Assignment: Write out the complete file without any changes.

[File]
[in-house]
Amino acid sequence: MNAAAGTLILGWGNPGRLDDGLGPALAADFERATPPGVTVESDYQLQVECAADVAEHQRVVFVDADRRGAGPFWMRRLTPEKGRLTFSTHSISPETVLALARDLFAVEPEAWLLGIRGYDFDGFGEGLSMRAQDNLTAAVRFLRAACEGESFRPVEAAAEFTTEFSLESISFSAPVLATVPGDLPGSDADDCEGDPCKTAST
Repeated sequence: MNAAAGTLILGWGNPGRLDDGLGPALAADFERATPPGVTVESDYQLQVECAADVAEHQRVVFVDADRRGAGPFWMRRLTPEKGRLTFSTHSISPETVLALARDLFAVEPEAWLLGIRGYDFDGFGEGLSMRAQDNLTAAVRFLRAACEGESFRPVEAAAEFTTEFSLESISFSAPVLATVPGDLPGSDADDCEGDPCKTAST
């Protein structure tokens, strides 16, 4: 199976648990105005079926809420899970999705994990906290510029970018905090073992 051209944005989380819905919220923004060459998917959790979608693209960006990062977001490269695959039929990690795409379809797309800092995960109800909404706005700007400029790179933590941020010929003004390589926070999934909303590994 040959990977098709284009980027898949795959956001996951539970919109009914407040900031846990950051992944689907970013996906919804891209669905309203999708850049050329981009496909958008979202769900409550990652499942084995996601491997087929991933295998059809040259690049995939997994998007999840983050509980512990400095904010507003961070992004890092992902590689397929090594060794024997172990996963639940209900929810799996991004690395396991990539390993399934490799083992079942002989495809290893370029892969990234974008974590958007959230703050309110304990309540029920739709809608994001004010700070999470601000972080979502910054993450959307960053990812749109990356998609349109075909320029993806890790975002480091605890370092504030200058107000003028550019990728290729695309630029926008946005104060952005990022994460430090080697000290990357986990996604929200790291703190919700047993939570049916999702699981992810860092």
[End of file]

[in-house]
Amino acid sequence: MNAAAGTLILGWGNPGRLDDGLGPALAADFERATPPGVTVESDYQLQVECAADVAEHQRVVFVDADRRGAGPFWMRRLTPEKGRLTFSTHSISPETVLALARDLFAVEPEAWLLGIRGYDFDGFGEGLSMRAQDNLTAAVRFLRAACEGESFRPVEAAAEFTTEFSLESISFSAPVLATVPGDLPGSDADDCEGDPCKTAST
Repeated sequence: MNAAAGTLILGWGNPGRLDDGLGPALAADFERATPPGVTVESDYQLQVECAADVAEHQRVVFVDADRRGAGPFWMRRLTPEKGRLTFSTHSISPETVLALARDLFAVEPEAWLLGIRGYDFDGFGEGLSMRAQDNLTAAVRFLRAACEGESFRPVEAAAEFTTEFSLESISFSAPVLATVPGDLPGSDADDCEGDPCKTAST
């Protein structure tokens, strides 16, 4: 199976648990105005079926809420899970999705994990906290510029970018905090073992 051209944005989380819905919220923004060459998917959790979608693209960006990062977001490269695959039929990690795409379809797309800092995960109800909404706005700007400029790179933590941020010929003004390589926070999934909303590994 040959990977098709284009980027898949795959956001996951539970919109009914407040900031846990950051992944689907970013996906919804891209669905309203999708850049050329981009496909958008979202769900409550990652499942084995996601491997087929991933295998059809040259690049995939997994998007999840983050509980512990400095904010507003961070992004890092992902590689397929090594060794024997172990996963639940209900929810799996991004690395396991990539390993399934490799083992079942002989495809290893370029892969990234974008974590958007959230703050309110304990309540029920739709809608994001004010700070999470601000972080979502910054993450959307960053990812749109990356998609349109075909320029993806890790975002480091605890370092504030200058107000003028550019990728290729695309630029926008946005104060952005990022994460430090080697000290990357986990996604929200790291703190919700047993939570049916999702699981992810860092």